Oh wait, General Trajan totally deserves his own paragraph because the father/daughter relationship is so freaking flawless. Kestrel’s father sometimes seems too unemotional and commanding, yet the way his wife died gives him cause to pull away AND cause to want his daughter to be as rugged and logical as possible. Also? He treats her as an equal. So much of the Young Adult genre eloquently reflects how idiotic parents can seem to a teenager, but I LOVE that someone decided to portray a teen that is actually pretty good at putting herself in her parent’s shoes and understanding him as a person (teens can be sympathetic and observant too, y’know). Trajan, although rather emotionally challenged, does everything he can to give her equal parts privilege and responsibility. And although she finds herself disagreeing entirely with his political views, Kestrel manages to never personally betray him — which, you know, just made me ❤ ❤ ❤ her all the more.

I love that Rutkoski doesn’t shy away from showing many sides of mortality. There are slimy characters, people we think are well-meaning who turn out to be douchy, and there are beautiful, sacrificial souls that might have seemed shallow until the surface was scratched. (I AM rather bitter that we didn’t see enough Ronan in this book. I want more Ronan.) Nothing in the story was overtly magical, and that made me love it ten times more. Kestrel’s world is layered in history and humanity instead of symbolism and supernatural powers. I’ve always been drawn toward the more realistic/historical worlds in the fantasy genre, especially where the greatest emphasis is on the characters. The Winner’s Curse is the first in a trilogy, so there’s more coming, YAY!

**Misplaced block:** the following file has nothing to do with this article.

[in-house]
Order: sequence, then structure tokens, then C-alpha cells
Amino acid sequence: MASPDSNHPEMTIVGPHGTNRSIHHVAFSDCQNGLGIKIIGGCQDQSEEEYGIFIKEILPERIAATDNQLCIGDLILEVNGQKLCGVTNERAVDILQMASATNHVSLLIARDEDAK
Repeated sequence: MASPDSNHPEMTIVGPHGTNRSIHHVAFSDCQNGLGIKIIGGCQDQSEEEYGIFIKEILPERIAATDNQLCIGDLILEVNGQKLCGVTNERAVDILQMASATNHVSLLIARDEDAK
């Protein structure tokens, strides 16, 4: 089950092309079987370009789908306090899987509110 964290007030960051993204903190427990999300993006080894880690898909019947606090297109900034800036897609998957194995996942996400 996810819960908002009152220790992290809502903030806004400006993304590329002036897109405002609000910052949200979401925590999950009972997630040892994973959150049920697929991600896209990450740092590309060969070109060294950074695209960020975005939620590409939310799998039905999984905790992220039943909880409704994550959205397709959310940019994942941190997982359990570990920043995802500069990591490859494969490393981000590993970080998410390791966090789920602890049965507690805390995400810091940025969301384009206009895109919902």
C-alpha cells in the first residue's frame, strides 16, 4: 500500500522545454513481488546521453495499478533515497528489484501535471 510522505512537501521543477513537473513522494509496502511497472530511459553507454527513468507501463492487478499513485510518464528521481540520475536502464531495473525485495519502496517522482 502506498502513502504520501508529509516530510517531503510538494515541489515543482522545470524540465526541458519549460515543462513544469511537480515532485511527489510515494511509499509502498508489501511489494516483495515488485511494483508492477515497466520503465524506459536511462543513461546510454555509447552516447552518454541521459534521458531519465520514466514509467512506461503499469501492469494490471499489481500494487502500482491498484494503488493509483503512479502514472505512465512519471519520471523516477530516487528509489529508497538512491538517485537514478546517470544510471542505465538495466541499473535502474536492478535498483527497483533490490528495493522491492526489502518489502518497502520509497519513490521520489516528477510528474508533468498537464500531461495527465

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–Rachel O’Laughlin

 

 

That’s How It’s Done: Siege and Storm March 12, 2014

This past month I finished reading the fabulous Leigh Bardugo‘s second installment in the Grisha Trilogy, Siege and Storm. I actually didn’t enjoy it as much as the first book, Shadow and Bone (for a myriad of reasons, not the least of which is that the first book is pretty hard to top), but the fact that I wasn’t thoroughly engrossed gave me the chance to read it slowly and really parse the writing style as a whole.

There are certain things we are told are against the rules of writing, and usually they’re fairly good points. But sometimes these rules of thumb are based on what’s in style, so it’s a good idea to know why and to what you are conforming. Don’t just take advice because it’s thrown out there as advice — always determine whether or not it’s right for your novel, and keep aware of the reasons these trends are circulating and to what audience[s] they apply.

As I read Siege and Storm, I noticed a bunch of things that broke *sacred* rules, and yet worked well for this novel, and I felt I just had to point them out.

— Telling v. Showing